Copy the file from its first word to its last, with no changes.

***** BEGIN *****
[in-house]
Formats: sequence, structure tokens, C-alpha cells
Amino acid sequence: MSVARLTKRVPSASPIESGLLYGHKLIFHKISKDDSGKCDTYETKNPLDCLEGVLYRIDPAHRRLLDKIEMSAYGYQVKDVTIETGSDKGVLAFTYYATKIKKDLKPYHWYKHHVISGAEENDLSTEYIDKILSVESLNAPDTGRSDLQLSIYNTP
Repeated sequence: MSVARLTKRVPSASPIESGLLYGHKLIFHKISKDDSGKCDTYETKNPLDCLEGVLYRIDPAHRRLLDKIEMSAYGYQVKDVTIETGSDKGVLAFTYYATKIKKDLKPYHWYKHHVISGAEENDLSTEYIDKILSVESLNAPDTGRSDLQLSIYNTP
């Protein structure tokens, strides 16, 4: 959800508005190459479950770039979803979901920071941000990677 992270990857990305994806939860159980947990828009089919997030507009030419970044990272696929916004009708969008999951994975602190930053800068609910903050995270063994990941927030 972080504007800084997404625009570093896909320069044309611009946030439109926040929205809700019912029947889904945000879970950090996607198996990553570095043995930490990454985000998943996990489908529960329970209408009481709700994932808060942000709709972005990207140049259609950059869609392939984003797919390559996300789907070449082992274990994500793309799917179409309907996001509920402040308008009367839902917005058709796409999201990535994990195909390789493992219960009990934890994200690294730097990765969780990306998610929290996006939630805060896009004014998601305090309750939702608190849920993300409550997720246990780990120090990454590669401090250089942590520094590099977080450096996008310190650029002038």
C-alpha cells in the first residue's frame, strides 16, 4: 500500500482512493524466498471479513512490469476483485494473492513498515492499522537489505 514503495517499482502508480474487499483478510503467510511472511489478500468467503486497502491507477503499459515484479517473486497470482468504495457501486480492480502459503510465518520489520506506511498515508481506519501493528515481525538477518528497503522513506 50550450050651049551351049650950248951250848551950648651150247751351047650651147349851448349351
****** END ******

[in-house]
Formats: sequence, structure tokens, C-alpha cells
Amino acid sequence: MSVARLTKRVPSASPIESGLLYGHKLIFHKISKDDSGKCDTYETKNPLDCLEGVLYRIDPAHRRLLDKIEMSAYGYQVKDVTIETGSDKGVLAFTYYATKIKKDLKPYHWYKHHVISGAEENDLSTEYIDKILSVESLNAPDTGRSDLQLSIYNTP
Repeated sequence: MSVARLTKRVPSASPIESGLLYGHKLIFHKISKDDSGKCDTYETKNPLDCLEGVLYRIDPAHRRLLDKIEMSAYGYQVKDVTIETGSDKGVLAFTYYATKIKKDLKPYHWYKHHVISGAEENDLSTEYIDKILSVESLNAPDTGRSDLQLSIYNTP
């Protein structure tokens, strides 16, 4: 959800508005190459479950770039979803979901920071941000990677 992270990857990305994806939860159980947990828009089919997030507009030419970044990272696929916004009708969008999951994975602190930053800068609910903050995270063994990941927030 972080504007800084997404625009570093896909320069044309611009946030439109926040929205809700019912029947889904945000879970950090996607198996990553570095043995930490990454985000998943996990489908529960329970209408009481709700994932808060942000709709972005990207140049259609950059869609392939984003797919390559996300789907070449082992274990994500793309799917179409309907996001509920402040308008009367839902917005058709796409999201990535994990195909390789493992219960009990934890994200690294730097990765969780990306998610929290996006939630805060896009004014998601305090309750939702608190849920993300409550997720246990780990120090990454590669401090250089942590520094590099977080450096996008310190650029002038």
C-alpha cells in the first residue's frame, strides 16, 4: 500500500482512493524466498471479513512490469476483485494473492513498515492499522537489505 514503495517499482502508480474487499483478510503467510511472511489478500468467503486497502491507477503499459515484479517473486497470482468504495457501486480492480502459503510465518520489520506506511498515508481506519501493528515481525538477518528497503522513506 50550450050651049551351049650950248951250848551950648651150247751351047650651147349851448349351